Chapter 6: Business-to-Business Markets • Differences between B2B and B2C: ‒ Purpose of buying ‒ Quantity ‒ Price ‒ More than one decision maker ‒ Advertising method • Business-to-business marketing: The marketing of goods and services that businesses and other organizations buy for purposes other than personal consumption. – Business-to-business (organizational) markets include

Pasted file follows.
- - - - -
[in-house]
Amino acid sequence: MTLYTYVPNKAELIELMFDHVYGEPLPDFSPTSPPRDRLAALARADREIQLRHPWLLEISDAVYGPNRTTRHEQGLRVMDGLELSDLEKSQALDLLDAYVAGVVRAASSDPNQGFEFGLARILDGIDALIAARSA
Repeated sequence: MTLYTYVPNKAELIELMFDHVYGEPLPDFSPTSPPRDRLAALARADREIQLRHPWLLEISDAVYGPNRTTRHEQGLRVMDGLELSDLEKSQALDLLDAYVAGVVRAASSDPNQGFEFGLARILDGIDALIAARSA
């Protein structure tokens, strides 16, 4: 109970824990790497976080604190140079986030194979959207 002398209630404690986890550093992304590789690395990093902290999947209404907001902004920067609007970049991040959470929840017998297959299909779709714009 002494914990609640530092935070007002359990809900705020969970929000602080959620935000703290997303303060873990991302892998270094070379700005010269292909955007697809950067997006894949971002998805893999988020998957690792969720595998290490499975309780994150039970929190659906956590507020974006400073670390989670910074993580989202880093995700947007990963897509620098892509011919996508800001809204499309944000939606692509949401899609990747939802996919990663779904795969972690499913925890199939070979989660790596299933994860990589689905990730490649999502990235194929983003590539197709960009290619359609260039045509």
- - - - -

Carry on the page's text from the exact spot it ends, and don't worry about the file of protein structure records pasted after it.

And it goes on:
Chapter 6: Business-to-Business Markets • Differences between B2B and B2C: ‒ Purpose of buying ‒ Quantity ‒ Price ‒ More than one decision maker ‒ Advertising method • Business-to-business marketing: The marketing of goods and services that businesses and other organizations buy for purposes other than personal consumption. – Business-to-business (organizational) markets include manufacturers, wholesalers, retailers, and other organizations such as hospitals, and government • Characteristics That Make a Difference in Business Markets: Business markets differ from consumer markets in several ways: – Multiple buyers are involved – Fewer organizational customers exist – Order quantities and cost are much larger – Business customers are more geographically concentration These differences make B2B marketing more complex • Business-to-Business Demand: Business-to-business demand differs from consumer product demand, because demand is: ‒ Derived demand: Demand for organizational products is caused by demand for consumer goods Example: demand for rubber is caused by demand for tires, sneakers, and other products that have rubber as a component Stereos are a part of the Porsche car. → Demand of Porsche car causes the demand of stereos. → Demand of stereos causes the demand of voice coil. → Demand of voice coil causes the demand of wire. → Demand of wire causes the demand of metal products. ‒ Inelastic demand: Changes in price have little or no effect on the amount demanded ‒ Fluctuating demand: Small changes in consumer demand create large increases or decreases in business demand Life expectancy of the product can cause fluctuating demand ‒ Joint demand: Demand for two or more goods used together to create a product • Types of Business-to-Business Customers Producers: – Individuals or firms that purchase products for use in the production of other goods and services • Raw materal, Equipment, Supplies. Resellers: – Individuals or firms that buy goods for reselling, renting, or leasing Organizations: Government markets – Federal, state, county, and local governments that buy goods and services to carry out public objectives and to support their operations Organizations: Not-for-profit firms – Organizations with charitable, educational, community, and other public service goals that buy goods and services to support their functions and to attract and serve their members • Marketers use the North American Industry Classification System (NAICS) to identify their customers and to find new customers ‒ NAICS is a numerical coding of industries in the United States, Canada, and Mexico • Business Buying Situations Buy class framework – Identifies the degree of effort a firm needs to collect information and make a decision Three buy classes: Straight rebuy is a buying situation in which business buyers make routine purchases that require minimal decision making. The buyer has purchased the same items many times before and routinely reorders them when supplies are low, often from the same suppliers. Modified rebuy is a buying situation classification used by business buyers to categorize a previously made purchase that involves some change and that requires limited decision making. Such a situation occurs when buyers want to change to a better product when purchasing this kind of product again. Newtask buy is a new businesstobusiness purchase that is complex or risky and that requires extensive decision making. Uncertainty and risk characterize buying decisions in this classification, and they require the most effort because the buyer has no previous experience on which to base a decision. • Trained professional buyers typically carry out buying in business-tobusiness markets: – Purchasing agents – Procurement officers – Directors of materials management • The Buying Center: The group of people in an organization who participate in a buying decision Initiator, who can be the production employee or sales manager, has to recognize that a purchase needs to be made. User, who can be the production employee or secretary, is the individual who will ultimately use the product. Gatekeeper, who can be the buyer or purchasing agent, has to control flow of information to others in the organization. Influencer, who can be engineer, quality control expert, technical specialist or outside consultant, can affect decision by giving advice and sharing expertise. Decider, who can be purchasing agent, manager or CEO, has to make the final purchase decision. Buyer, who is the purchasing agent, has to execute the purchase decision.